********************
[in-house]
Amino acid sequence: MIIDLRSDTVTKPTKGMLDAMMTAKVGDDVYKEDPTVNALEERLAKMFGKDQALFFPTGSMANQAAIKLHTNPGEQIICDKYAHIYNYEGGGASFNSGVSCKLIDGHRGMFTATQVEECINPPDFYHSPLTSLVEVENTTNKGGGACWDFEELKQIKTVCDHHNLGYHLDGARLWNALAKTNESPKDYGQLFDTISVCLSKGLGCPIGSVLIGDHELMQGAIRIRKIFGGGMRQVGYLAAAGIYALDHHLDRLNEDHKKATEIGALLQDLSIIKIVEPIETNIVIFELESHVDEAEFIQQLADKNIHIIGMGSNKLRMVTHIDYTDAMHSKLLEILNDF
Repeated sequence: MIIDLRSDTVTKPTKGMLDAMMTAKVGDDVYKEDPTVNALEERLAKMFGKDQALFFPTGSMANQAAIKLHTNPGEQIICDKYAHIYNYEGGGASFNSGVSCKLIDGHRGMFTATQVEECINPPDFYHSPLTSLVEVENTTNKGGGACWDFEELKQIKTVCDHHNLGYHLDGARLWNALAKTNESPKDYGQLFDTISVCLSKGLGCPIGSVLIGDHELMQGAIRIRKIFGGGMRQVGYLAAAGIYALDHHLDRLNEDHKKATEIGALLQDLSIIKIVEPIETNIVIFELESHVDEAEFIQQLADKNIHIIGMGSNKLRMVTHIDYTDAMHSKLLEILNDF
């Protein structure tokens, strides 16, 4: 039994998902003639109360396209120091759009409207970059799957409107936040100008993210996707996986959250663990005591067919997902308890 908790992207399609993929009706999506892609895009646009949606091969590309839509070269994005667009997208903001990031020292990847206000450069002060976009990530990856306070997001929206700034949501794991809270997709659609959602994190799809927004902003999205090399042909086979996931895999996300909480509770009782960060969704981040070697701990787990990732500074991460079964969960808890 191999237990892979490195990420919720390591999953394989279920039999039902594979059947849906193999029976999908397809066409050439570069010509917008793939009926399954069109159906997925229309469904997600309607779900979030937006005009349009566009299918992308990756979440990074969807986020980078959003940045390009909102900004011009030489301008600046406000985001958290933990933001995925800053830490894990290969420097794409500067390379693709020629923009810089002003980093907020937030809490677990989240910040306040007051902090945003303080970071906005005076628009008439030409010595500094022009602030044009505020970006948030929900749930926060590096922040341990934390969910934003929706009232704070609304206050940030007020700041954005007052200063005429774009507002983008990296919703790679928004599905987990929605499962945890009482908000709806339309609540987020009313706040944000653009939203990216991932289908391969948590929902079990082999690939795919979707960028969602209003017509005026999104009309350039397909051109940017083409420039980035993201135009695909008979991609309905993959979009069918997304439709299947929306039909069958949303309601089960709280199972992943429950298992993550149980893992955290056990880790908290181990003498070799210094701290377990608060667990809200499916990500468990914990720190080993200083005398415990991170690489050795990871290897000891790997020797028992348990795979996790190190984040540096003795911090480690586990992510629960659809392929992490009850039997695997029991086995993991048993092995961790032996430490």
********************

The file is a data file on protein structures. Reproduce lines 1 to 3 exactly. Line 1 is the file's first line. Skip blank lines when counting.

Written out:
[in-house]
Amino acid sequence: MIIDLRSDTVTKPTKGMLDAMMTAKVGDDVYKEDPTVNALEERLAKMFGKDQALFFPTGSMANQAAIKLHTNPGEQIICDKYAHIYNYEGGGASFNSGVSCKLIDGHRGMFTATQVEECINPPDFYHSPLTSLVEVENTTNKGGGACWDFEELKQIKTVCDHHNLGYHLDGARLWNALAKTNESPKDYGQLFDTISVCLSKGLGCPIGSVLIGDHELMQGAIRIRKIFGGGMRQVGYLAAAGIYALDHHLDRLNEDHKKATEIGALLQDLSIIKIVEPIETNIVIFELESHVDEAEFIQQLADKNIHIIGMGSNKLRMVTHIDYTDAMHSKLLEILNDF
Repeated sequence: MIIDLRSDTVTKPTKGMLDAMMTAKVGDDVYKEDPTVNALEERLAKMFGKDQALFFPTGSMANQAAIKLHTNPGEQIICDKYAHIYNYEGGGASFNSGVSCKLIDGHRGMFTATQVEECINPPDFYHSPLTSLVEVENTTNKGGGACWDFEELKQIKTVCDHHNLGYHLDGARLWNALAKTNESPKDYGQLFDTISVCLSKGLGCPIGSVLIGDHELMQGAIRIRKIFGGGMRQVGYLAAAGIYALDHHLDRLNEDHKKATEIGALLQDLSIIKIVEPIETNIVIFELESHVDEAEFIQQLADKNIHIIGMGSNKLRMVTHIDYTDAMHSKLLEILNDF